I’ve been reading Bill Bryson’s Mother Tongue, which chronicles the evolution of English over 1,500 years—from primitive, runic Anglo-Saxon to the global language it has now become. Bryson is always funny and amusing, and this book is chock-full of entertaining factoids. I’m only about one third of the way through it, but I thought I’d share a few choice tidbits with you:
The larynx of Homo sapiens sapiens (aka Cro-Magnon man) was positioned farther down the throat than in any previous hominid, which made well-articulated speech possible for the first time. This physiological change, however—which meant that food and drink must pass over the larynx on the way down the throat—also resulted in us being the only mammal capable of choking. (Curiously, modern humans are not born with the larynx in this lowered position; rather, it descends between the age of 3 and 5 months.)
It is thought by linguists that the Basque language (Euskara) may be the last surviving remnant of the Neolithic languages spoken in Stone Age Europe, which were later displaced by Indo-European tongues.
cyclist from the Basque team Euskaltel
English underwent countless changes between the time of Chaucer and the present day, many of which I find particularly intriguing. For instance, certain words beginning with the letter n eventually lost their first letter to the preceding indefinite article: e.g., a napron became an apron; a nauger became an auger; and an ekename became a nickname. Similarly, it is thought that Ned came from “mine Edward,” and Nan from “mine Ann.”
Some of our singular nouns were the result of what is known as “back-formation.” Thus, “pease” (as in the nursery rhyme “pease porridge hot, pease porridge cold”) was mistakenly thought to be a plural, resulting in the (incorrect) singular “pea.” And the French for cherry, cerise (pronounced suh-rease) was also thought to be plural, resulting in the singular “cherry.”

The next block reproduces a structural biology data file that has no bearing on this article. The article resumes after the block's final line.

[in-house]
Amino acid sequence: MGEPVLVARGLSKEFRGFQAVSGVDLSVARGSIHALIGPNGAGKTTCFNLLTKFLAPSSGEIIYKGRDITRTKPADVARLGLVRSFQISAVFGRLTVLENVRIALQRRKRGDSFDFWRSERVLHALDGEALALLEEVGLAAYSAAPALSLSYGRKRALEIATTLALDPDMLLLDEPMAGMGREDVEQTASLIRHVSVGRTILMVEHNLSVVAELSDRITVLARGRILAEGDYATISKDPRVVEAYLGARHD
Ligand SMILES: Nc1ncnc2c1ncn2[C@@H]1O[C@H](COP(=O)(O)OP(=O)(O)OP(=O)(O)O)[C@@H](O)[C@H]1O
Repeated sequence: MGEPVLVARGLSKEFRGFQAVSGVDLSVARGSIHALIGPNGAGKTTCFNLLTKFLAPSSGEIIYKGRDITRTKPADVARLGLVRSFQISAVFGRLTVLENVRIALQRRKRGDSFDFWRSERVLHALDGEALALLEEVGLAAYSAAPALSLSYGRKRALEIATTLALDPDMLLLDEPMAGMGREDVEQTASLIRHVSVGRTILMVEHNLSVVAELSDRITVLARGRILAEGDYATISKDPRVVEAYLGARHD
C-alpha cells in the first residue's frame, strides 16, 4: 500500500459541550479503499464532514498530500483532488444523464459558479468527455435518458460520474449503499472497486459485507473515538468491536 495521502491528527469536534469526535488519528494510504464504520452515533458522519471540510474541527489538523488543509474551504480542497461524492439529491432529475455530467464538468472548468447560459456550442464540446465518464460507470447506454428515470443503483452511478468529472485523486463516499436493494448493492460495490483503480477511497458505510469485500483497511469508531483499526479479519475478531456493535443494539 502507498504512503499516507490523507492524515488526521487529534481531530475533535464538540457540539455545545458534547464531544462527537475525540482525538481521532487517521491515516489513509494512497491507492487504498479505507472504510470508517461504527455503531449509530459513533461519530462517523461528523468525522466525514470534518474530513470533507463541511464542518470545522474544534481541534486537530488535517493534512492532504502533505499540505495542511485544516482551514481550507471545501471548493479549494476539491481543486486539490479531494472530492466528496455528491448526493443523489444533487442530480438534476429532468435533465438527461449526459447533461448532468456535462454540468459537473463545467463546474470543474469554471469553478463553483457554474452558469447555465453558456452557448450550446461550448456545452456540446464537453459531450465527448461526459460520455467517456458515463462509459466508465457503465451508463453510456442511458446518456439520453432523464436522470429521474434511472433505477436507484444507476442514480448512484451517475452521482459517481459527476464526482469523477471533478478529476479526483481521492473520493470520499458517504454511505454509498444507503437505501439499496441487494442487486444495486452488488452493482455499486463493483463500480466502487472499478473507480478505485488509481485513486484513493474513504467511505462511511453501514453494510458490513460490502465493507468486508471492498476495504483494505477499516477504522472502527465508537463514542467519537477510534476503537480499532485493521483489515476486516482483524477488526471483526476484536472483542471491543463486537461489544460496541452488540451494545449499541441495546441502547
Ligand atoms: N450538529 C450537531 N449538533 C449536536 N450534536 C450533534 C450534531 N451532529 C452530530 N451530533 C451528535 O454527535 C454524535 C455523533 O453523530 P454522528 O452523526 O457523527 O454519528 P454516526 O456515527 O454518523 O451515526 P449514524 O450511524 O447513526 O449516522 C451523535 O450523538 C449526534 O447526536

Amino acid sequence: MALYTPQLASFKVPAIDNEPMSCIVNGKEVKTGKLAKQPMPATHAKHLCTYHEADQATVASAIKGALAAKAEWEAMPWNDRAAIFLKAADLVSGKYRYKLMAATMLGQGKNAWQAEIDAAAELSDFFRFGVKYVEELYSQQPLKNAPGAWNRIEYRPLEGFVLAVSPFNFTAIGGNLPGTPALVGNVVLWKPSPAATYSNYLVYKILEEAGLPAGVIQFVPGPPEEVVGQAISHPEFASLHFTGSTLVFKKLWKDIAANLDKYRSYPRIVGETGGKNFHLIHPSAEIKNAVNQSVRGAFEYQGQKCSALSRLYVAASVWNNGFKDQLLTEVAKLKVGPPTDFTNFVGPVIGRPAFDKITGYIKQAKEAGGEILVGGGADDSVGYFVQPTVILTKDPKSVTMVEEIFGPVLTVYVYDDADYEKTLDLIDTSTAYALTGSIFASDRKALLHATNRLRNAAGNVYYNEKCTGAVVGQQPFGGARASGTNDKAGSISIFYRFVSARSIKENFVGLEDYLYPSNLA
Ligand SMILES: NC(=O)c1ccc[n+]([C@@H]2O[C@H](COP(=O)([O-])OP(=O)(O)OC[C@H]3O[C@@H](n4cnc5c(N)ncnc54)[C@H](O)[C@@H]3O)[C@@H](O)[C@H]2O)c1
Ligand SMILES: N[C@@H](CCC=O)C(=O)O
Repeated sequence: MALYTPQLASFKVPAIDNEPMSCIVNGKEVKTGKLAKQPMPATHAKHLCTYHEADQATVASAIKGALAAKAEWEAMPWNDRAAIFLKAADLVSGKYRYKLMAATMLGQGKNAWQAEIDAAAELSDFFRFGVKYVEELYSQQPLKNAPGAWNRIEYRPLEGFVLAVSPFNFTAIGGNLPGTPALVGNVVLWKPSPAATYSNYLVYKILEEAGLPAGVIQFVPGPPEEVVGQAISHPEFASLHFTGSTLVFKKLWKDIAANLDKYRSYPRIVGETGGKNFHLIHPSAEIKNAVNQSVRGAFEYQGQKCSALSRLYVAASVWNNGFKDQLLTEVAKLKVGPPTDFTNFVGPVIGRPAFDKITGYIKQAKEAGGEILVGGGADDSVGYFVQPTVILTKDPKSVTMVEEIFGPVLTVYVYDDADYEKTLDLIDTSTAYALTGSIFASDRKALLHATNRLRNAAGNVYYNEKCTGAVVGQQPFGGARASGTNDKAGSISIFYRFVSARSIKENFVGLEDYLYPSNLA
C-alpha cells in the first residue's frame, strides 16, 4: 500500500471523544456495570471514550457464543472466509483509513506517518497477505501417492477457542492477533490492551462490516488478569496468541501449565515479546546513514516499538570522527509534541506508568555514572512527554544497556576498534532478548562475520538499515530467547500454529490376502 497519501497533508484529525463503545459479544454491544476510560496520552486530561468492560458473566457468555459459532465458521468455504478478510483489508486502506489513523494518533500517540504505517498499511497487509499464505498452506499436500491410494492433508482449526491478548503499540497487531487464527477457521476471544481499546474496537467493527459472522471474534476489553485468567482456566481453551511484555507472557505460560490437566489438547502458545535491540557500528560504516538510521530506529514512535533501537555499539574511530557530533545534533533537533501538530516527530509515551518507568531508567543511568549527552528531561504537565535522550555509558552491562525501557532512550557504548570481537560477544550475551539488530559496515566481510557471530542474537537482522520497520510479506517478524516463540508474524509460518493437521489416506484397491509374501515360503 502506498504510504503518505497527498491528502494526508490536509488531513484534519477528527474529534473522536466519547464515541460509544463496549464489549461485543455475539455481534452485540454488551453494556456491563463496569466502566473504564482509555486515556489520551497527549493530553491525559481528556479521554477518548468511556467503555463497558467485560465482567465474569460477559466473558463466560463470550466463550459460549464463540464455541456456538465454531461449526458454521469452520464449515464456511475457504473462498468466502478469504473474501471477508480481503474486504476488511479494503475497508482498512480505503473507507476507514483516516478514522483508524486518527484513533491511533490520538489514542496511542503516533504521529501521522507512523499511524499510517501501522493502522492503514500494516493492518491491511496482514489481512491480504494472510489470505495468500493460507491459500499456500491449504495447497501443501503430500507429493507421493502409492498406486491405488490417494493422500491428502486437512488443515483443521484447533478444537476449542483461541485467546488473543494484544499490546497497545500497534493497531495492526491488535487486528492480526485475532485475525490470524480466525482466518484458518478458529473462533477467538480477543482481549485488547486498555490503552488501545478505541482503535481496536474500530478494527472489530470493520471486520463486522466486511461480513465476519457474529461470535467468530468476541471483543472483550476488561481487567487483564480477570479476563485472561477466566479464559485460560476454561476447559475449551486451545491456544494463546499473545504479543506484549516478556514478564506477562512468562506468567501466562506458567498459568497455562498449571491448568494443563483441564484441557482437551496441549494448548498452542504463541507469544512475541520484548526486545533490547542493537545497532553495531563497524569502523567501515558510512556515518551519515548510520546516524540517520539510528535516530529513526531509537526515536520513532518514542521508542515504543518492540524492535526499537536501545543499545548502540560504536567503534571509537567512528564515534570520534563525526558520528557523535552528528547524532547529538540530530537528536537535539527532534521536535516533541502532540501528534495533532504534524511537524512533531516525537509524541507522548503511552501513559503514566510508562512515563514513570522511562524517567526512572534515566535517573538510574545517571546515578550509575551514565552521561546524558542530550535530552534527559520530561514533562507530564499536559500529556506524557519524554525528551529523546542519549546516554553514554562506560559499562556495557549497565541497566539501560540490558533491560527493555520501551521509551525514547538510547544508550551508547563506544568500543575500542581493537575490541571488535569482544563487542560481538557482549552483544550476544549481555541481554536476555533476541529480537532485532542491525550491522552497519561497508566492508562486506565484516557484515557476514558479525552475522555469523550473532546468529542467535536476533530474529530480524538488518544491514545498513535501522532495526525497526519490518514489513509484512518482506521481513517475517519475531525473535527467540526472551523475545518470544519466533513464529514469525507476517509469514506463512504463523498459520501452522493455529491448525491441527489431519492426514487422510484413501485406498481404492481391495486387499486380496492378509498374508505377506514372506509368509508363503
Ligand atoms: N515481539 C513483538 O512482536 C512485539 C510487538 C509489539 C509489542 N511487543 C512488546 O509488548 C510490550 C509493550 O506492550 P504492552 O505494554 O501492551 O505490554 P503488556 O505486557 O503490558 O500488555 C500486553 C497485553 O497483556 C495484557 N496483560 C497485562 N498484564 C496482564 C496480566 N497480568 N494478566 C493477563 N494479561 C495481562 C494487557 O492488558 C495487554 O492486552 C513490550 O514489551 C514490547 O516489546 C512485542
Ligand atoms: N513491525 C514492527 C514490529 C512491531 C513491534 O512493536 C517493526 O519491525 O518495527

pease porridge in the pot, nine days old
(with my dad and little sister)
photo: Smiley Karst
Meanings of many words have changed over the centuries, making some modern expressions seem illogical. For example, “to prove” once meant “to test” (as it still does in “proving ground”), thus explaining the expressions “the exception proves the rule,” and “the proof of the pudding is in the eating.”
And then there’s Shakespeare (or the Earl of Oxford, if you please), who Bryson informs us used 17,677 words in his writings, of which at least one tenth had never been used before. In other words, he coined one in ten of the words employed in his works. Wow. Among them are: barefaced, critical, leapfrog, monumental, castigate, majestic, obscene, frugal, radiance, dwindle, countless, submerged, excellent, fretful, gust, hint, hurry, lonely, summit, pedant, cranny, beautified, homicide, aggravate, forefathers.
the new Globe Theatre in London
This was an era, mind you, when the vocabulary of the English language was expanding by leaps and bounds. Between the years 1500 and 1650 some 10,000 to 12,000 new English words were coined. From Ben Jonson we acquired damp, defunct, clumsy, and strenuous, and from Sir Thomas More we got absurdity, acceptance, exact, explain and exaggerate.
So, what new words have you invented recently?